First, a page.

Earlier this month, Wifey and I made our first trip to NYC since Magnus’s passing. It was a bittersweet weekend as you might imagine. While it was wonderful to visit with friends, eat and drink our way through New York, and check out the Book of Mormon (holy hell it was awesome), it was also impossible not to miss my friend as we strolled past bars and restaurants that I had frequented with him. Almost all of my memories in the city revolved around Magnus in some way. He was my host and guide during countless trips to NYC over the years and as silly as it is to equate one person with a city inhabited by 8 million, in my mind the Big Apple and Magnus Skullsplitter were one and the same.
Interestingly enough, one of the few types of establishments that I had NOT really explored with Sir Magnus was the New York craft beer bar scene. There are some simple reasons for this:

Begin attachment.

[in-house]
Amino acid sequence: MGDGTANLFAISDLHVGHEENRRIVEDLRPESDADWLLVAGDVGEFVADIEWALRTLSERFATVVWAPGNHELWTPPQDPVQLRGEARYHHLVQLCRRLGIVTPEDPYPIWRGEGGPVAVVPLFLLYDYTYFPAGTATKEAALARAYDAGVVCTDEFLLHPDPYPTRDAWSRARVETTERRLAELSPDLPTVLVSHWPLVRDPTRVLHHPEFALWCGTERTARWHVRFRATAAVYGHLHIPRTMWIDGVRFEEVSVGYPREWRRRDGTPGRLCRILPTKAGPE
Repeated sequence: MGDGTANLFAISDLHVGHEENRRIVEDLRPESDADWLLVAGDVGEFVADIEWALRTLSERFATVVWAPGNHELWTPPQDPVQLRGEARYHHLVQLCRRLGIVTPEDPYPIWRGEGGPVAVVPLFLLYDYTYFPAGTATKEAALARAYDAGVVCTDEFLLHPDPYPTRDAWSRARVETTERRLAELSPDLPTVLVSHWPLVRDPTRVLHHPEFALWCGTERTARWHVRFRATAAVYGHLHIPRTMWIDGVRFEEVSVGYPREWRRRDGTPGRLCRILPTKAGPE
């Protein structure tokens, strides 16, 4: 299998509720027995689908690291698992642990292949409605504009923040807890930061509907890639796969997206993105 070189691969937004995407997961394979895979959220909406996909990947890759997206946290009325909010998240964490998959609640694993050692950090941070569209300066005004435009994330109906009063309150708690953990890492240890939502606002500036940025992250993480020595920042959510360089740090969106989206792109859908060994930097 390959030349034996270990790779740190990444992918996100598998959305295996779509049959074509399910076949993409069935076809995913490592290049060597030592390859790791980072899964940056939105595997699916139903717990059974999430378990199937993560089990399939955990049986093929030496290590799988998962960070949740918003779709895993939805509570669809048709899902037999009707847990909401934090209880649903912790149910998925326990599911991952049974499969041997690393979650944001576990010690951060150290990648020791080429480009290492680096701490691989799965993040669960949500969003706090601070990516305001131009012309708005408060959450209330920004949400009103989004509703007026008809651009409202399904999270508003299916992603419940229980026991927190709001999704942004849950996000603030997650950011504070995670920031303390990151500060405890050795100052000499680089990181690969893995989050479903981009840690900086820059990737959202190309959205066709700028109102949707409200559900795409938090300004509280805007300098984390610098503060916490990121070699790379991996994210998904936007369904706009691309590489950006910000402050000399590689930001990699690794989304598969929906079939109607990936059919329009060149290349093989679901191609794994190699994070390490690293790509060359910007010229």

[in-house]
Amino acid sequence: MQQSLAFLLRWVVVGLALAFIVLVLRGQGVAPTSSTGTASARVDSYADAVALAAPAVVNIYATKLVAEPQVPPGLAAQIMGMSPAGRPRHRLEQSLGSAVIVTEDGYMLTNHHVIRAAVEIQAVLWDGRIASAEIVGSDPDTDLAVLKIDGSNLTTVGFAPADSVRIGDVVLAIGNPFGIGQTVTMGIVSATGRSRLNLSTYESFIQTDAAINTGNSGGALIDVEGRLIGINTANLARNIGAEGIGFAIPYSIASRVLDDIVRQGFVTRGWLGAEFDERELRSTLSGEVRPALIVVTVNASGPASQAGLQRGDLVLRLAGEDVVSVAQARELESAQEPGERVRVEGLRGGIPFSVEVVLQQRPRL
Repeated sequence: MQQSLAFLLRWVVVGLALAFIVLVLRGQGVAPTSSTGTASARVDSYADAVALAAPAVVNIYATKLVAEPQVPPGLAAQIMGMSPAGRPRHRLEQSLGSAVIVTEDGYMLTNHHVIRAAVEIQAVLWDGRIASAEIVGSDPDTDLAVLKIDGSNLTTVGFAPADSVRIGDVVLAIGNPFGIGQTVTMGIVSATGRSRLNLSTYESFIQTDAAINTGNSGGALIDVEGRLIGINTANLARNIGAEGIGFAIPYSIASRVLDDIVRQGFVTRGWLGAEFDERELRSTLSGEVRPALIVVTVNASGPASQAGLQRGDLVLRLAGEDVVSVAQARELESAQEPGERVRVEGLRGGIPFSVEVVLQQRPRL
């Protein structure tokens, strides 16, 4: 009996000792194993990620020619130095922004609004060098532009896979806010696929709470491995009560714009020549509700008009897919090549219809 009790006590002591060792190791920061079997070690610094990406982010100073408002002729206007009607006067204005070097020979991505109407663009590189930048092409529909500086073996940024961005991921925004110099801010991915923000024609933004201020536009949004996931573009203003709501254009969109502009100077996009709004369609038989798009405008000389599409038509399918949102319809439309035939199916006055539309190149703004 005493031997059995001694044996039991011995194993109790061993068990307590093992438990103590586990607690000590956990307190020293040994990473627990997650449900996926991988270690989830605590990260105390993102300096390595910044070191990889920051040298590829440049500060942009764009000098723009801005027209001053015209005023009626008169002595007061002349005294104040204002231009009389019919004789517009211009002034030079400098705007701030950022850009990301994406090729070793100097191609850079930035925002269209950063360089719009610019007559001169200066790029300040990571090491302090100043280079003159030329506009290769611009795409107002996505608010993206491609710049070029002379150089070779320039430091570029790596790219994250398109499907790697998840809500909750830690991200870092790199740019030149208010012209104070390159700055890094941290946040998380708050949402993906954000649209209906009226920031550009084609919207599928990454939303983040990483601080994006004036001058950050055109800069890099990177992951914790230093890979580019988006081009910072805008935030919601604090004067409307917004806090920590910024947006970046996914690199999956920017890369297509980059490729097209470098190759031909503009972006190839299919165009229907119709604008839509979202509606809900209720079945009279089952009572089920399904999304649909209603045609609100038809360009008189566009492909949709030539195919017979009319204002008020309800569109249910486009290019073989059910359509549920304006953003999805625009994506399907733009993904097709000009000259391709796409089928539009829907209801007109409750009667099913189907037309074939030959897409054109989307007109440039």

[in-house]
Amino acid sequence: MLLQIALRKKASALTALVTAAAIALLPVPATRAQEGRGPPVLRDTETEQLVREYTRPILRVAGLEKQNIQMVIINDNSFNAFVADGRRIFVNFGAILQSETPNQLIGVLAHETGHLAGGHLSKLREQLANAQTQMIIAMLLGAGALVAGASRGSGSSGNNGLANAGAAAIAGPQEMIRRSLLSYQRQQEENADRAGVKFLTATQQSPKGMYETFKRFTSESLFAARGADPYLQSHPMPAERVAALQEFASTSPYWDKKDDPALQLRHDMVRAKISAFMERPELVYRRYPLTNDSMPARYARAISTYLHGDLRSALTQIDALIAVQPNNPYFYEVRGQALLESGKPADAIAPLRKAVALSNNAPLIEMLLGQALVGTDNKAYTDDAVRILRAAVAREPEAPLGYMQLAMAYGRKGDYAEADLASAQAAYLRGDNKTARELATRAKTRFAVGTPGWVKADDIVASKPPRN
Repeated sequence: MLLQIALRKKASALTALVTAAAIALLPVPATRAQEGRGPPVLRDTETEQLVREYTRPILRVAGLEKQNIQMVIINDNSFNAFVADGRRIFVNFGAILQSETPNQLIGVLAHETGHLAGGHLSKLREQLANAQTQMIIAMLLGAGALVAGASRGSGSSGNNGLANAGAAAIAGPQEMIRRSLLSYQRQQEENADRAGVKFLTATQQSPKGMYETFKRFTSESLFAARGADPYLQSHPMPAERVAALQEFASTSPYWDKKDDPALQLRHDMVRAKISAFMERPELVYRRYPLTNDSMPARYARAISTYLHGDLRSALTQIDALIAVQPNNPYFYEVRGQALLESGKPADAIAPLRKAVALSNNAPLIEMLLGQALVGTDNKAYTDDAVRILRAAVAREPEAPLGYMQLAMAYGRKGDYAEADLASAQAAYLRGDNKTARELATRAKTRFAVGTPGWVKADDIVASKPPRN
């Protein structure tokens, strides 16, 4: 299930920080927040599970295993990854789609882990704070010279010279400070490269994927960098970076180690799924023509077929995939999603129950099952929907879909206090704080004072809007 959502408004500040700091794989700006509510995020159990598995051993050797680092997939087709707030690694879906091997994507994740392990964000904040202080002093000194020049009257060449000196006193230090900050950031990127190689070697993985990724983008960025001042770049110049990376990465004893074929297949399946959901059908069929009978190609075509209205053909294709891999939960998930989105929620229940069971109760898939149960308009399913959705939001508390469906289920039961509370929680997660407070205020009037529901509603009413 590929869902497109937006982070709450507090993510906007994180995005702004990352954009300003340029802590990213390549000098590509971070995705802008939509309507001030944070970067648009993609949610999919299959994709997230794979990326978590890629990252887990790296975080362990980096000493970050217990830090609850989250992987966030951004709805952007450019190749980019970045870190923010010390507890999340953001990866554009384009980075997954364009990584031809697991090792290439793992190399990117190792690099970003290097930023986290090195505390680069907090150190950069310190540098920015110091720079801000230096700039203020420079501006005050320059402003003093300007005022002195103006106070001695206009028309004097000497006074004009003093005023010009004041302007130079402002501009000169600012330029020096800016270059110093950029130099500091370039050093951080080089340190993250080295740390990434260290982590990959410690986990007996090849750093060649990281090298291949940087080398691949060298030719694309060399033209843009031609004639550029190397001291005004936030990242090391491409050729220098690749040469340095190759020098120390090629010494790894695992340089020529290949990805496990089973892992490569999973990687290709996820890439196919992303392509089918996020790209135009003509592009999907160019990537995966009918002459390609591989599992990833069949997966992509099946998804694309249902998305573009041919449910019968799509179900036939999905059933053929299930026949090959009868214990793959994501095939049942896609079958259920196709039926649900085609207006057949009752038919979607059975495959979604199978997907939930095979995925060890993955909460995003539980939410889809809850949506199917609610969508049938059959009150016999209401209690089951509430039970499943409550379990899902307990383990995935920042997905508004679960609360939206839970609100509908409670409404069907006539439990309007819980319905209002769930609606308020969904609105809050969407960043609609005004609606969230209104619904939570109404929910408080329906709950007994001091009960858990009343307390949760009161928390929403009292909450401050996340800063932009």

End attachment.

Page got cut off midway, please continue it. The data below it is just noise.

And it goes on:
- The “Craft Beer Bar” as an institution is still a shockingly new enterprise. I remember frequenting the Sunset Tap & Grill in Boston and the Brickskeller in DC just a few short years ago and thinking that they were truly unique gems. It’s really only been in the past few years that the craft beer bar scene has exploded in seemingly every city in the country.
- NYC, for whatever reason, was a little slow to jump into the craft beer game. While it’s certainly a booze-laden city, its reputation revolves more around cosmos and martinis, aged Scotches and $500 bottles of wine. Beer is cheap and plebeian and NYC, a city renowned for creating trends, not following them, was oddly behind the times when it came to craft beer. I’m happy to say that things are changing VERY rapidly.